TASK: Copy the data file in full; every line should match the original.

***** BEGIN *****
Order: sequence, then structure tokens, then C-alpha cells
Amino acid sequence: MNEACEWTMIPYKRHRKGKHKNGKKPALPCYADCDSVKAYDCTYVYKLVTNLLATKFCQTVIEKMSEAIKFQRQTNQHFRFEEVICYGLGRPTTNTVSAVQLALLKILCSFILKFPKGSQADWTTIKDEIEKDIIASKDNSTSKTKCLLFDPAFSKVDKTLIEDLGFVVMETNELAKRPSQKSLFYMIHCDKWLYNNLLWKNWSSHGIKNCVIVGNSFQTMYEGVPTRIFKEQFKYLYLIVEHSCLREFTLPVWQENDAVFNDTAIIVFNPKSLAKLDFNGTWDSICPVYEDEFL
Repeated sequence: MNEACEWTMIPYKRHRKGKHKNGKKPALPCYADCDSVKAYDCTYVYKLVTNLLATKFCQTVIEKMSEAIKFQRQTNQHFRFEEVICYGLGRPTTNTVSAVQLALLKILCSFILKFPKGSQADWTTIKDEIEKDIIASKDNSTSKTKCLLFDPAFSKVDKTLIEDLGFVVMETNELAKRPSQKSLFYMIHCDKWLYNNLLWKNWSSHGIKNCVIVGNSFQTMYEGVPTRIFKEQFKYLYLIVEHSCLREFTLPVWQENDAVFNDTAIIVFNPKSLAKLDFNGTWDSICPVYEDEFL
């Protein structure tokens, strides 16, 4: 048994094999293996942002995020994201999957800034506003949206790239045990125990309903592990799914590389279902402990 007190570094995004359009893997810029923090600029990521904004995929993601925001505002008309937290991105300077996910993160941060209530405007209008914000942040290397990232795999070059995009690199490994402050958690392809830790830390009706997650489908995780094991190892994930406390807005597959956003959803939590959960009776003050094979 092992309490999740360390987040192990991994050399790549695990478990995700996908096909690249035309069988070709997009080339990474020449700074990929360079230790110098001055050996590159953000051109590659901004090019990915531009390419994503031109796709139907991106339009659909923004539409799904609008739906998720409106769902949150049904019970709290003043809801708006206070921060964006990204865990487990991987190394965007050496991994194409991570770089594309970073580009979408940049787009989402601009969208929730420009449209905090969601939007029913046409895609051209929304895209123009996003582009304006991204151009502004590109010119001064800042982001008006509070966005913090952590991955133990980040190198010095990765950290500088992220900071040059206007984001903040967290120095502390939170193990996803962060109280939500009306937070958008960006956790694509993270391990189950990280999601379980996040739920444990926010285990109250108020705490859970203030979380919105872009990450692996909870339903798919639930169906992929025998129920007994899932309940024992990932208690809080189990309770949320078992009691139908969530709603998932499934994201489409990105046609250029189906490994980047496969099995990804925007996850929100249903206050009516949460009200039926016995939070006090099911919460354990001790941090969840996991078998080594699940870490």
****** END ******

Order: sequence, then structure tokens, then C-alpha cells
Amino acid sequence: MNEACEWTMIPYKRHRKGKHKNGKKPALPCYADCDSVKAYDCTYVYKLVTNLLATKFCQTVIEKMSEAIKFQRQTNQHFRFEEVICYGLGRPTTNTVSAVQLALLKILCSFILKFPKGSQADWTTIKDEIEKDIIASKDNSTSKTKCLLFDPAFSKVDKTLIEDLGFVVMETNELAKRPSQKSLFYMIHCDKWLYNNLLWKNWSSHGIKNCVIVGNSFQTMYEGVPTRIFKEQFKYLYLIVEHSCLREFTLPVWQENDAVFNDTAIIVFNPKSLAKLDFNGTWDSICPVYEDEFL
Repeated sequence: MNEACEWTMIPYKRHRKGKHKNGKKPALPCYADCDSVKAYDCTYVYKLVTNLLATKFCQTVIEKMSEAIKFQRQTNQHFRFEEVICYGLGRPTTNTVSAVQLALLKILCSFILKFPKGSQADWTTIKDEIEKDIIASKDNSTSKTKCLLFDPAFSKVDKTLIEDLGFVVMETNELAKRPSQKSLFYMIHCDKWLYNNLLWKNWSSHGIKNCVIVGNSFQTMYEGVPTRIFKEQFKYLYLIVEHSCLREFTLPVWQENDAVFNDTAIIVFNPKSLAKLDFNGTWDSICPVYEDEFL
């Protein structure tokens, strides 16, 4: 048994094999293996942002995020994201999957800034506003949206790239045990125990309903592990799914590389279902402990 007190570094995004359009893997810029923090600029990521904004995929993601925001505002008309937290991105300077996910993160941060209530405007209008914000942040290397990232795999070059995009690199490994402050958690392809830790830390009706997650489908995780094991190892994930406390807005597959956003959803939590959960009776003050094979 092992309490999740360390987040192990991994050399790549695990478990995700996908096909690249035309069988070709997009080339990474020449700074990929360079230790110098001055050996590159953000051109590659901004090019990915531009390419994503031109796709139907991106339009659909923004539409799904609008739906998720409106769902949150049904019970709290003043809801708006206070921060964006990204865990487990991987190394965007050496991994194409991570770089594309970073580009979408940049787009989402601009969208929730420009449209905090969601939007029913046409895609051209929304895209123009996003582009304006991204151009502004590109010119001064800042982001008006509070966005913090952590991955133990980040190198010095990765950290500088992220900071040059206007984001903040967290120095502390939170193990996803962060109280939500009306937070958008960006956790694509993270391990189950990280999601379980996040739920444990926010285990109250108020705490859970203030979380919105872009990450692996909870339903798919639930169906992929025998129920007994899932309940024992990932208690809080189990309770949320078992009691139908969530709603998932499934994201489409990105046609250029189906490994980047496969099995990804925007996850929100249903206050009516949460009200039926016995939070006090099911919460354990001790941090969840996991078998080594699940870490």